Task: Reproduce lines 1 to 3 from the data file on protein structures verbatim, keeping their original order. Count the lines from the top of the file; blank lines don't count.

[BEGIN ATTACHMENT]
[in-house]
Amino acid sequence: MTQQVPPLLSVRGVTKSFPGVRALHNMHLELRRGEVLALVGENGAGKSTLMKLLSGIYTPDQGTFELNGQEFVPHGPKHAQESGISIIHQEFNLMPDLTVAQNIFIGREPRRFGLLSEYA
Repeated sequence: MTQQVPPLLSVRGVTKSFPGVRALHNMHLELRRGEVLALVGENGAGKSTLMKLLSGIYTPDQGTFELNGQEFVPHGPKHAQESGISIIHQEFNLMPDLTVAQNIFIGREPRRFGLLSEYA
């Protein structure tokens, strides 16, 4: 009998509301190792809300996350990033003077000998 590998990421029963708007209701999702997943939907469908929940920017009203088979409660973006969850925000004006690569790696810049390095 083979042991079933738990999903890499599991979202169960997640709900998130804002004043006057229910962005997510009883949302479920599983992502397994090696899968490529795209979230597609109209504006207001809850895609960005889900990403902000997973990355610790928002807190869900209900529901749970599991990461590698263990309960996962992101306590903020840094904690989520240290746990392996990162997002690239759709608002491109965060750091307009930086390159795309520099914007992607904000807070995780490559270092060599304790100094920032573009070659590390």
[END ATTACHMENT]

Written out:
[in-house]
Amino acid sequence: MTQQVPPLLSVRGVTKSFPGVRALHNMHLELRRGEVLALVGENGAGKSTLMKLLSGIYTPDQGTFELNGQEFVPHGPKHAQESGISIIHQEFNLMPDLTVAQNIFIGREPRRFGLLSEYA
Repeated sequence: MTQQVPPLLSVRGVTKSFPGVRALHNMHLELRRGEVLALVGENGAGKSTLMKLLSGIYTPDQGTFELNGQEFVPHGPKHAQESGISIIHQEFNLMPDLTVAQNIFIGREPRRFGLLSEYA